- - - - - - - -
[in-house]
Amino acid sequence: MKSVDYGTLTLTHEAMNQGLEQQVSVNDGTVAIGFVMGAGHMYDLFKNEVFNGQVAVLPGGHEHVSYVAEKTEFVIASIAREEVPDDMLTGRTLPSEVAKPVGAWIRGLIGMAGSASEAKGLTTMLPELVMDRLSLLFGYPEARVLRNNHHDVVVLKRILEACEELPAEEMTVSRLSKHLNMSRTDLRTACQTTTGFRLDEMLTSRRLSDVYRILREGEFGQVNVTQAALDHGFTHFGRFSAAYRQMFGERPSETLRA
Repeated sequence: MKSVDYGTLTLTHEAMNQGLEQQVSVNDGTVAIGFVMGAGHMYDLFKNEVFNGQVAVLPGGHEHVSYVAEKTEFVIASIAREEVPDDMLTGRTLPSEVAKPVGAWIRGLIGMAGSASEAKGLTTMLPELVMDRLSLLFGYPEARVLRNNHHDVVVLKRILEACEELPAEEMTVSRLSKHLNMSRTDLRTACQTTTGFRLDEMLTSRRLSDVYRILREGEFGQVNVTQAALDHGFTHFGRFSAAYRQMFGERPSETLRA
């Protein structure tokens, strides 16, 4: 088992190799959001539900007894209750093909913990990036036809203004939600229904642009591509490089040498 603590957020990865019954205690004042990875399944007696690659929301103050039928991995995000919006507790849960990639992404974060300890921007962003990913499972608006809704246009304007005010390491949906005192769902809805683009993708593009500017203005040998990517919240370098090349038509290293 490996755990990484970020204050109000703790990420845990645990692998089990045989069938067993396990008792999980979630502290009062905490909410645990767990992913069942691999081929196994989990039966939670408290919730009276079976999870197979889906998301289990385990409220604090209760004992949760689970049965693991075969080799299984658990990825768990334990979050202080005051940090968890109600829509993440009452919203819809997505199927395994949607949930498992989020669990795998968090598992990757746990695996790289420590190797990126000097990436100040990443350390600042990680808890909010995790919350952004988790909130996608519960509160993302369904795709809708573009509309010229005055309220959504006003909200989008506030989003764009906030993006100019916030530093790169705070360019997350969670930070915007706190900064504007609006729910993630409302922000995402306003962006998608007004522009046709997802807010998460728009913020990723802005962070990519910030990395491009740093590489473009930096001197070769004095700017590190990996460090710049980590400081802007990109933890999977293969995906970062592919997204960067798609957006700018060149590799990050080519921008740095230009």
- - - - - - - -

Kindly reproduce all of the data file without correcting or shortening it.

[in-house]
Amino acid sequence: MKSVDYGTLTLTHEAMNQGLEQQVSVNDGTVAIGFVMGAGHMYDLFKNEVFNGQVAVLPGGHEHVSYVAEKTEFVIASIAREEVPDDMLTGRTLPSEVAKPVGAWIRGLIGMAGSASEAKGLTTMLPELVMDRLSLLFGYPEARVLRNNHHDVVVLKRILEACEELPAEEMTVSRLSKHLNMSRTDLRTACQTTTGFRLDEMLTSRRLSDVYRILREGEFGQVNVTQAALDHGFTHFGRFSAAYRQMFGERPSETLRA
Repeated sequence: MKSVDYGTLTLTHEAMNQGLEQQVSVNDGTVAIGFVMGAGHMYDLFKNEVFNGQVAVLPGGHEHVSYVAEKTEFVIASIAREEVPDDMLTGRTLPSEVAKPVGAWIRGLIGMAGSASEAKGLTTMLPELVMDRLSLLFGYPEARVLRNNHHDVVVLKRILEACEELPAEEMTVSRLSKHLNMSRTDLRTACQTTTGFRLDEMLTSRRLSDVYRILREGEFGQVNVTQAALDHGFTHFGRFSAAYRQMFGERPSETLRA
């Protein structure tokens, strides 16, 4: 088992190799959001539900007894209750093909913990990036036809203004939600229904642009591509490089040498 603590957020990865019954205690004042990875399944007696690659929301103050039928991995995000919006507790849960990639992404974060300890921007962003990913499972608006809704246009304007005010390491949906005192769902809805683009993708593009500017203005040998990517919240370098090349038509290293 490996755990990484970020204050109000703790990420845990645990692998089990045989069938067993396990008792999980979630502290009062905490909410645990767990992913069942691999081929196994989990039966939670408290919730009276079976999870197979889906998301289990385990409220604090209760004992949760689970049965693991075969080799299984658990990825768990334990979050202080005051940090968890109600829509993440009452919203819809997505199927395994949607949930498992989020669990795998968090598992990757746990695996790289420590190797990126000097990436100040990443350390600042990680808890909010995790919350952004988790909130996608519960509160993302369904795709809708573009509309010229005055309220959504006003909200989008506030989003764009906030993006100019916030530093790169705070360019997350969670930070915007706190900064504007609006729910993630409302922000995402306003962006998608007004522009046709997802807010998460728009913020990723802005962070990519910030990395491009740093590489473009930096001197070769004095700017590190990996460090710049980590400081802007990109933890999977293969995906970062592919997204960067798609957006700018060149590799990050080519921008740095230009």